Pumpkin Seeds are Nutrient-Dense
Though they be but small, they are mighty.
Pumpkin seeds contain iron, calcium, and selenium, but are most known for their high content of zinc and magnesium. These and other squash seeds are among the best sources of magnesium, a nutrient linked to lowering blood pressure and potentially lowering blood sugar levels.
Because they also contain lots of fiber and heart-healthy fat, these seeds will slow digestion and thus help keep you full longer – meaning less hunger between meals.
Don’t you love finding tasty foods which are good for your body and your soul?
Without further ado, go carve a pumpkin and save those delightful seeds. Rinse them thoroughly to get as much of the slimy squash innards off of them. Toss one cup of pumpkin or other squash seeds with a tablespoon of olive oil and a mixture of salt, chili powder, cumin, cilantro, and a pinch of cinnamon.
Spread evenly in a 9 x 13-inch baking dish, no more than one seed deep; if you try to fit too many into your dish, they won’t dry evenly.
Slide them into the oven and back at 300 degrees, stirring every 20-ish minutes, for 40-60 minutes. Keep checking on them periodically; you want the seeds to dry, but pull them out before they start to brown. Once cooled, store them up to a month in an airtight container (although the ones at our house have never lasted that long).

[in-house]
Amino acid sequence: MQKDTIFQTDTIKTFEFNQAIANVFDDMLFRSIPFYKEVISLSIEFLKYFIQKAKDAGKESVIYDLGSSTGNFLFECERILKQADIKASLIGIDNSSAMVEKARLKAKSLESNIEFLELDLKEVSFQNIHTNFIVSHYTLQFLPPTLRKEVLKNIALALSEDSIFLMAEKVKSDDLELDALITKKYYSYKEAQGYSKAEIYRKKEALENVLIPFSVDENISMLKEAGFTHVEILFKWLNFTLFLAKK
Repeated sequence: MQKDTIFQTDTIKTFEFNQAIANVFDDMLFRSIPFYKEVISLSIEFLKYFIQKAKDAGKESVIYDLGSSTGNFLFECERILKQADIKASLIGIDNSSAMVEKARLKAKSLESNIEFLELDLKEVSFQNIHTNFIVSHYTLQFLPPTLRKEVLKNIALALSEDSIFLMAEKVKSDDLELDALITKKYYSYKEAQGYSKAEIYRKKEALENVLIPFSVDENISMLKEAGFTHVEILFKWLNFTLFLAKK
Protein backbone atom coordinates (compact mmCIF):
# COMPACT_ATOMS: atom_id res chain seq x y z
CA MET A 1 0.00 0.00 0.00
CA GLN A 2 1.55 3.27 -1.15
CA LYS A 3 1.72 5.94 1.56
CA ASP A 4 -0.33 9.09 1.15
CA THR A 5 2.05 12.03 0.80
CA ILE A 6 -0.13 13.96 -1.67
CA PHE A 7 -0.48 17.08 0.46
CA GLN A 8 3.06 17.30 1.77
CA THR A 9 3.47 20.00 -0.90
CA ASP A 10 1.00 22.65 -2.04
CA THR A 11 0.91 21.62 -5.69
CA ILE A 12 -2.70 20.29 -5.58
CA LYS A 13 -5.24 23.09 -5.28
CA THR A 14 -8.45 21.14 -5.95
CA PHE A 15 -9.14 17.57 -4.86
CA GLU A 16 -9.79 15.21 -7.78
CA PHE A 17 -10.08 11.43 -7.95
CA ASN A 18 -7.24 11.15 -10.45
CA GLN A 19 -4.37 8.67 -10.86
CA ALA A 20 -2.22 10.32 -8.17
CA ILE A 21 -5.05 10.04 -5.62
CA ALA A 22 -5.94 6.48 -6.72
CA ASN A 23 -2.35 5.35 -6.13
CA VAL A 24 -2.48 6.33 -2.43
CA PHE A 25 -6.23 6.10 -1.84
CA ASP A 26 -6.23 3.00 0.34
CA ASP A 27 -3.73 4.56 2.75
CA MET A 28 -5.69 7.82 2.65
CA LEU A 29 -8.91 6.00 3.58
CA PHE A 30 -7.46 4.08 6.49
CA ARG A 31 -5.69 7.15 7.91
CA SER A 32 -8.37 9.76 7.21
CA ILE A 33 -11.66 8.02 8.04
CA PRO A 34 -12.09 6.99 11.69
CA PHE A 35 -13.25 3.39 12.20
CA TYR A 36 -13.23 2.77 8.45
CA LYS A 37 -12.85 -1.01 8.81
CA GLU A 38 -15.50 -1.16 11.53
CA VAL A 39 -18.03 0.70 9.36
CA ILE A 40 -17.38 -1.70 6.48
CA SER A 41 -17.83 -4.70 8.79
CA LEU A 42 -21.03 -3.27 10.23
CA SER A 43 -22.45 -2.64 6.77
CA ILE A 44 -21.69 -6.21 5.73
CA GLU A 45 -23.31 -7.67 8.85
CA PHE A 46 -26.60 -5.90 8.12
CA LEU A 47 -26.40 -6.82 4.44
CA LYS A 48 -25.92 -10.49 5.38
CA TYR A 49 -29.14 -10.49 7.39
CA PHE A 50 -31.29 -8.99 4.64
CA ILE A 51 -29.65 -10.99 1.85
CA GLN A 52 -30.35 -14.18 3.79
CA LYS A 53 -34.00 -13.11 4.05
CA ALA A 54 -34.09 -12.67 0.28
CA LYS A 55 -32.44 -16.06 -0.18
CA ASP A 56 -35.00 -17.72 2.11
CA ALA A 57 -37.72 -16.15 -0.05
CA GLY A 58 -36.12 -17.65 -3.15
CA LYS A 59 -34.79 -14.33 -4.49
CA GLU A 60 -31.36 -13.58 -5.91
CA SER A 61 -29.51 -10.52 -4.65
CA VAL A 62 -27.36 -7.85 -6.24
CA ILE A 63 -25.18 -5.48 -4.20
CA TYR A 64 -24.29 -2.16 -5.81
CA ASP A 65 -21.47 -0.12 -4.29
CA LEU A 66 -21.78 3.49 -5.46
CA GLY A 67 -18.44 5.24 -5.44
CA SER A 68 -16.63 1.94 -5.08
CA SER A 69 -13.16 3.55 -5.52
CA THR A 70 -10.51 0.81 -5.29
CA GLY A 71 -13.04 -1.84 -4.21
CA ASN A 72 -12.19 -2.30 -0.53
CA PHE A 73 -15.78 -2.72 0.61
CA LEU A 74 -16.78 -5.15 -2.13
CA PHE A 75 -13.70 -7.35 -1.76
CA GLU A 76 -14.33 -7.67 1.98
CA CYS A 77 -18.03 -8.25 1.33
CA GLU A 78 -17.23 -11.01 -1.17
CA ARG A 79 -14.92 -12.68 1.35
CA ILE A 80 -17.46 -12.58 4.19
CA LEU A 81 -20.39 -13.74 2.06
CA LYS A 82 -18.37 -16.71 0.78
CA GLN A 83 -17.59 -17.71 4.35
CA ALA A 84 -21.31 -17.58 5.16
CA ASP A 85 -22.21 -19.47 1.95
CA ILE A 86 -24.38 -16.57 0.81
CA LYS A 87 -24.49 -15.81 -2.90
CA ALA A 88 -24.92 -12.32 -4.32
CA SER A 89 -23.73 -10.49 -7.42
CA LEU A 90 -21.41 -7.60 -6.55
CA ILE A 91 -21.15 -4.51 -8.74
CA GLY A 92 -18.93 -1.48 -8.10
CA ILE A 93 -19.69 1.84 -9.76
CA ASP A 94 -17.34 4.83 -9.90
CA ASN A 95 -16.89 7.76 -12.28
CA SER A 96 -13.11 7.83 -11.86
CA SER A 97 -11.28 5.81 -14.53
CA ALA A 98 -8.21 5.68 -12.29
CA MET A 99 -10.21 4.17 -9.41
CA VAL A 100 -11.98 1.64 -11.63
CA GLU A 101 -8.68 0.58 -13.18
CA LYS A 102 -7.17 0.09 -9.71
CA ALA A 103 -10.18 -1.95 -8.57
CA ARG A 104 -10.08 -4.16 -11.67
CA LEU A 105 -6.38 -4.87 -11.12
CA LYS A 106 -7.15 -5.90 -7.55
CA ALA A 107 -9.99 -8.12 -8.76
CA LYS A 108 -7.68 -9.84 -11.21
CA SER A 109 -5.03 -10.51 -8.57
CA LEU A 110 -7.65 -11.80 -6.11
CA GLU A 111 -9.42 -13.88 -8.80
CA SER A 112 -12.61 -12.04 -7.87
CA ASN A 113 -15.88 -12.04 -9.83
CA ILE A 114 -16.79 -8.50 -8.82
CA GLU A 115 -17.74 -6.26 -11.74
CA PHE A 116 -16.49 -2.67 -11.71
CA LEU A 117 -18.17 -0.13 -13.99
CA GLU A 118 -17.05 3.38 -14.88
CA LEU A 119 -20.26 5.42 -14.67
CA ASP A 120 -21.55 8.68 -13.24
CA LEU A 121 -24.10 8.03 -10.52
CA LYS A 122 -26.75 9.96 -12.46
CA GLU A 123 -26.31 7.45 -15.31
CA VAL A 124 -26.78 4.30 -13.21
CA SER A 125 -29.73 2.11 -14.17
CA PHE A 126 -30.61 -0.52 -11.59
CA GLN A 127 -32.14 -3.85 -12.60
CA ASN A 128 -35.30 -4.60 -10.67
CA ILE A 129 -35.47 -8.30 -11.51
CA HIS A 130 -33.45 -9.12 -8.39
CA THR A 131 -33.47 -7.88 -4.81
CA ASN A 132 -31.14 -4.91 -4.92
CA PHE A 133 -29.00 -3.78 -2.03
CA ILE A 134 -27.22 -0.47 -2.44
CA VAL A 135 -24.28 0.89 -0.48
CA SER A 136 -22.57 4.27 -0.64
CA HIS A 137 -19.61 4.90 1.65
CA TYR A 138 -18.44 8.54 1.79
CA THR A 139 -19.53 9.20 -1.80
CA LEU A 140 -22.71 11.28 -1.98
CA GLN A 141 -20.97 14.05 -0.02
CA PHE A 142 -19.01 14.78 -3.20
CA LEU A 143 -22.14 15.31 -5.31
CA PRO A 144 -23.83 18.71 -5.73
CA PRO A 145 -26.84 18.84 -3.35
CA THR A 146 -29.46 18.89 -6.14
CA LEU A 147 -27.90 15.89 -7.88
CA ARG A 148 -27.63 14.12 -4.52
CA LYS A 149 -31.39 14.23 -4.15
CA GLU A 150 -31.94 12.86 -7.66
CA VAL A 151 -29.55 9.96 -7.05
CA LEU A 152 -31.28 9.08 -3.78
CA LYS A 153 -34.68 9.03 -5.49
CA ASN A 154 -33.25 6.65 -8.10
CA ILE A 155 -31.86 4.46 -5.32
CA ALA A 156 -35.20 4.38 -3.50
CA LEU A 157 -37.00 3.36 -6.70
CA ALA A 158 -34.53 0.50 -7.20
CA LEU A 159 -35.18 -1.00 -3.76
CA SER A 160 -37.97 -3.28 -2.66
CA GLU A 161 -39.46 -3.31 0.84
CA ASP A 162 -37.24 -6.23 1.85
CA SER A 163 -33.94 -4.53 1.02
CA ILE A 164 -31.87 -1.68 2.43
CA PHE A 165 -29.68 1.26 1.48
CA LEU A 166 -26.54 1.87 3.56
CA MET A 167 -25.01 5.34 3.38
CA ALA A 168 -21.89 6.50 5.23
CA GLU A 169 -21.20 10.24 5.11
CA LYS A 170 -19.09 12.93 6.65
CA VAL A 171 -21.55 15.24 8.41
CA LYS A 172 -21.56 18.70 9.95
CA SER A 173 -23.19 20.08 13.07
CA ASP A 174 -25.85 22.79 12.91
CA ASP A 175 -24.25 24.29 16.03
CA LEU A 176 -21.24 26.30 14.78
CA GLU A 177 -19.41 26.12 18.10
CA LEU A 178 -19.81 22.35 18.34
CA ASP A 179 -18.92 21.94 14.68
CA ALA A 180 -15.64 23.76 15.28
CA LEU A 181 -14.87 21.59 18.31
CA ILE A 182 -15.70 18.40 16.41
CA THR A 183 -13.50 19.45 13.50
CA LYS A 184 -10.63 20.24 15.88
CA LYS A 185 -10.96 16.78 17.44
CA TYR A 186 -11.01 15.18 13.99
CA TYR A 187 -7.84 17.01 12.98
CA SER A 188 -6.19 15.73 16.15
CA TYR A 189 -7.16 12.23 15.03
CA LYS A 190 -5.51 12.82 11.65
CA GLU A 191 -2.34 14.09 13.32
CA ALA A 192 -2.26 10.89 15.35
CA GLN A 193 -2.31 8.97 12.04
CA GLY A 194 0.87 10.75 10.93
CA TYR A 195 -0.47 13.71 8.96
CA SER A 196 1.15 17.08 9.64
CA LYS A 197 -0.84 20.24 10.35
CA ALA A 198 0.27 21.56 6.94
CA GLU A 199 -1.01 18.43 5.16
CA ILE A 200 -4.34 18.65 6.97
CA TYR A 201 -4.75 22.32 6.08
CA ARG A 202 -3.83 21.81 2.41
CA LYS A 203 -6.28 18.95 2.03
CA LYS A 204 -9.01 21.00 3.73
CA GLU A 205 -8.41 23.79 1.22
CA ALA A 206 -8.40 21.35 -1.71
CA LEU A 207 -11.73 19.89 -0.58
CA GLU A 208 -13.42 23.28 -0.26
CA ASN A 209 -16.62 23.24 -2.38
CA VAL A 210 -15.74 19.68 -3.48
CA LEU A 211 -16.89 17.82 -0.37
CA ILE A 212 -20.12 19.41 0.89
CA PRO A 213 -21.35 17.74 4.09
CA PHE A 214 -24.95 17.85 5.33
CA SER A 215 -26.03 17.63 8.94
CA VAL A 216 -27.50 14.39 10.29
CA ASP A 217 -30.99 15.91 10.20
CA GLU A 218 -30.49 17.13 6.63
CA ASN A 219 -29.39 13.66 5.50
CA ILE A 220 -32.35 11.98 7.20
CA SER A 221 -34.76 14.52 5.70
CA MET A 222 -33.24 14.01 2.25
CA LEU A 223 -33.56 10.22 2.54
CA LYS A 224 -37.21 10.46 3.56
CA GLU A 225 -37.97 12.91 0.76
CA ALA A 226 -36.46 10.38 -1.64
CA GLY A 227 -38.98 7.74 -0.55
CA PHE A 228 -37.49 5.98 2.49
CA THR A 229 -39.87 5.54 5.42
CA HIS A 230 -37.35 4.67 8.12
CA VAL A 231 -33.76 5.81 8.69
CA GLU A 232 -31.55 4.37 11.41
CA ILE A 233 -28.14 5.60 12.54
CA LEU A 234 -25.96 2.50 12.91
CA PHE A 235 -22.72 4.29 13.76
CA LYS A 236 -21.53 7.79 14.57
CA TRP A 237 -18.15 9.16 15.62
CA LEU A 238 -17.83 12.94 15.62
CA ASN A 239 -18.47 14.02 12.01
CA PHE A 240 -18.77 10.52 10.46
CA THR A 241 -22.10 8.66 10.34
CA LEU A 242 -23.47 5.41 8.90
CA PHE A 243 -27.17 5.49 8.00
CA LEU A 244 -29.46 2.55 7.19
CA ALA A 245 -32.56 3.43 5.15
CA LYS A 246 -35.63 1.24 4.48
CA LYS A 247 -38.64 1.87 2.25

Pumpkin and other winter squash seeds are a great way to use every part of these seasonal vegetables.
Wondering if these veggies are in season right now? Download this free guide to seasonal produce to make sure you’re enjoying the freshest, most nutritious, and least expensive produce all year round!
And let me know if you try this recipe and what your family thinks. Do you love roasted seeds as much as we do?
Ann from Peas & Hoppiness
Savory Roasted Pumpkin Seeds Printable Recipe
1 c. raw pumpkin or other winter squash seeds
1 Tbsp. olive oil
1/2 tsp. chili powder
1/2 tsp. cilantro
1/4 tsp. salt
1/4 tsp. cumin
1/8 tsp. cinnamon
Heat oven to 300 degrees Fahrenheit. Prepare baking dish by spraying with cooking spray.
Rinse seeds thoroughly to remove slimy squash innards. Toss seeds with all remaining ingredients, then spread evenly in baking dish, no more than one seed deep.
Toss with oil and seasonings, then spread evenly in a 9 x 13-inch baking dish, no more than one seed deep
Bake uncovered, stirring every 15 minutes for 40-50 minutes until seeds are dry but not yet browned. Store in airtight container for up to a month.
Printable Recipe // Total time: 60 min // Prep time: 5-10 min // Cook time: 40-50 min – Serves 8 – Serving Size 2 Tbsp. – Nutrients per serving: 91 calories — 8g total fat — 1g saturated fat — 0g trans fat — 0mg cholesterol — 80mg sodium — 3g total carbohydrates — 2g fiber — 0g sugar — 4g protein
Pro Tip: Rather than throwing away seeds from squash when cooking for other recipes, save them to make this easy, healthy, savory treat!
Cooking Equipment: Baking dish // Airtight container